Chris Churchill Saves the World | America is a Country of Losers — Part III
Part III — American Super Losers Get Legendary!
When I was a kid, I always knew I wanted to be famous but I didn’t know what wanting that really meant. I realized now that I just wanted to be seen.
I always felt like an outsider in many different ways. In my neighborhood. In school, I was the gifted kid, pulled out of class to be with others in other schools with the same other-y label. While singled out in class as the smart one was nice to hear, it didn’t do a lot for feeling normal with your friends at recess. And though minorities in this country feel this all the time, I’m white and until I was twelve, most of my friends were black. Oddly enough, that wasn’t the thing that made me feel weird. It was becoming full-fledged white when we changed neighborhoods later that made me feel other in many ways. (Go ahead and laugh, but, I still don’t trust white people.)
Even in my own home, I often felt like an outsider. I was the last of five kids. They all remembered what it was like to be in a two-parent, all-the-kids–together household. My memories are only of being in a house with one parent who was either never around physically or, due to her extreme mental health issues, wasn’t around emotionally. Those siblings were older, and, even though they loved me, they couldn’t be there for me in the same way they had been able to be for each other. They were busy with school, funding their way in the world, and in my oldest sister’s case, raising her own kid. Everyone who was supposed to be mine was in a perpetual state of temporary to me.
Mork from Ork and the Sweathogs were there for me everyday at 4 p.m., though. So there’s that.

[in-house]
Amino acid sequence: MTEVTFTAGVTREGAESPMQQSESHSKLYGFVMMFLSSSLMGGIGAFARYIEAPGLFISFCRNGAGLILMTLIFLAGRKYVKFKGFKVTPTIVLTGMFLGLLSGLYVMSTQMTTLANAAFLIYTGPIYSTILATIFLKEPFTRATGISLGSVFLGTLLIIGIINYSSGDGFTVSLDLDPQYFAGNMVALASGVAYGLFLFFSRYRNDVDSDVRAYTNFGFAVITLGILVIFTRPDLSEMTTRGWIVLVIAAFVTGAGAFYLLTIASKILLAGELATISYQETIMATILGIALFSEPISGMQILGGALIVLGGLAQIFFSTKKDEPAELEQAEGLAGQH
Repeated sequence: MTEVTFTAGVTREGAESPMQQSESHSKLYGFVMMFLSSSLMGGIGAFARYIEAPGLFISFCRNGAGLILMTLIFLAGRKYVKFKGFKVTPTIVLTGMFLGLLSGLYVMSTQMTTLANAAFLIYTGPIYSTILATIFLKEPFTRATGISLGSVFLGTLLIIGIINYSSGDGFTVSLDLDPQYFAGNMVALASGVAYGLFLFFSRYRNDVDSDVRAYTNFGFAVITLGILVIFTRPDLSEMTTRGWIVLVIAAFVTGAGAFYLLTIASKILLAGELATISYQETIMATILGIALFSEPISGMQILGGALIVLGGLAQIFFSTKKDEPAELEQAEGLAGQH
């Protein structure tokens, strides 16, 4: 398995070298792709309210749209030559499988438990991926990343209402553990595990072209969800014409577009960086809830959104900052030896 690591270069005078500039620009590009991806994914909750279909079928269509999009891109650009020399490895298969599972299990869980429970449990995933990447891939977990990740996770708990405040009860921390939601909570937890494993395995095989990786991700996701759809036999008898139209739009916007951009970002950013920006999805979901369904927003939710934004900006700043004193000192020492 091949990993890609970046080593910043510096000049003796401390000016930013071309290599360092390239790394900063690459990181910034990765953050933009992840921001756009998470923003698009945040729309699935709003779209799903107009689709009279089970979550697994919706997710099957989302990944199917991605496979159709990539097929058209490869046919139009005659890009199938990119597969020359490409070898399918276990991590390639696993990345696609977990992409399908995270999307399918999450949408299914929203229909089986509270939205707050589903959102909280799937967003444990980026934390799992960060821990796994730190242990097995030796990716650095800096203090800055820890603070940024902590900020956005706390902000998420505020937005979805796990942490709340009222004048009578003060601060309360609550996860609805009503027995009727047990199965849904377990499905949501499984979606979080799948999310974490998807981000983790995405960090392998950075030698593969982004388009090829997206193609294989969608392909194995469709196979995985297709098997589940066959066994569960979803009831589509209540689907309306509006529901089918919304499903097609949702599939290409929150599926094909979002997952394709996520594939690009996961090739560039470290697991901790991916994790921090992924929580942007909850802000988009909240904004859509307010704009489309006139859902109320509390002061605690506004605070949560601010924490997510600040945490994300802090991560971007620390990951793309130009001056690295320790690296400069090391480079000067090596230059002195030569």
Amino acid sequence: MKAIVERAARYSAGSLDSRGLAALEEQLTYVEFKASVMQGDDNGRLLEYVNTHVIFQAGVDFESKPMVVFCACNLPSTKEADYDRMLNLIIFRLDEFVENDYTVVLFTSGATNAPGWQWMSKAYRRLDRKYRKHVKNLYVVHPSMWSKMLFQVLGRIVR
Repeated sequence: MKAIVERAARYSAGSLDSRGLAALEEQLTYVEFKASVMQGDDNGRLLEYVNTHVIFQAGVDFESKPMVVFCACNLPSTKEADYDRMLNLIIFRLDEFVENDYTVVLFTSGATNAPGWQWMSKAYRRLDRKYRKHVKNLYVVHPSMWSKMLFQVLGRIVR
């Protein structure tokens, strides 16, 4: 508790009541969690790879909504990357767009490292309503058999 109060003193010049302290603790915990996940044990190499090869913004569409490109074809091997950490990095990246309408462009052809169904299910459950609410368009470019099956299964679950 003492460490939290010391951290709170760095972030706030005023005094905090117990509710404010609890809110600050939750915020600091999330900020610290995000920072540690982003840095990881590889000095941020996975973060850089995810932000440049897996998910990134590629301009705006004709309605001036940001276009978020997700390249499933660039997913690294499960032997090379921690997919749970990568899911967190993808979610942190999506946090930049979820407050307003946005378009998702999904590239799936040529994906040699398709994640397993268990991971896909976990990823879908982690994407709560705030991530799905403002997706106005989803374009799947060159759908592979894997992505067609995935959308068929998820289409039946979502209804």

More importantly, though, in my mind, being famous one day was a way to be seen. To be taken into full consideration. To be understood. It was a misguided belief but I was a kid. It was the best I could figure out. My goals were planned by a lonely kid who happens to sport the same cowlick I do.
My entire life’s trajectory was based on being seen, no matter what cost to my relationships, my own sanity, or my wallet. More important than career, security, routine, love, whatever was to be seen. To know that people thought of me when I was gone. That maybe they told stories about me. If they told stories about me, maybe that meant they liked having me around. If they liked having me around, surely that meant they would be overjoyed to never leave me.
Abandonment issues, right?
I wanted to know I existed. Being famous would surely take care of that for me. I wanted to be legendary.
There’s where I fell into the American Loser Syndrome. Anything to be seen. Because, after all, that’s the most important thing, isn’t it? Seems that every YouTube superstar believes that being seen is the most important thing. Music stars, film stars, news anchors, comedians, politicians, and writers. Fame is the priority.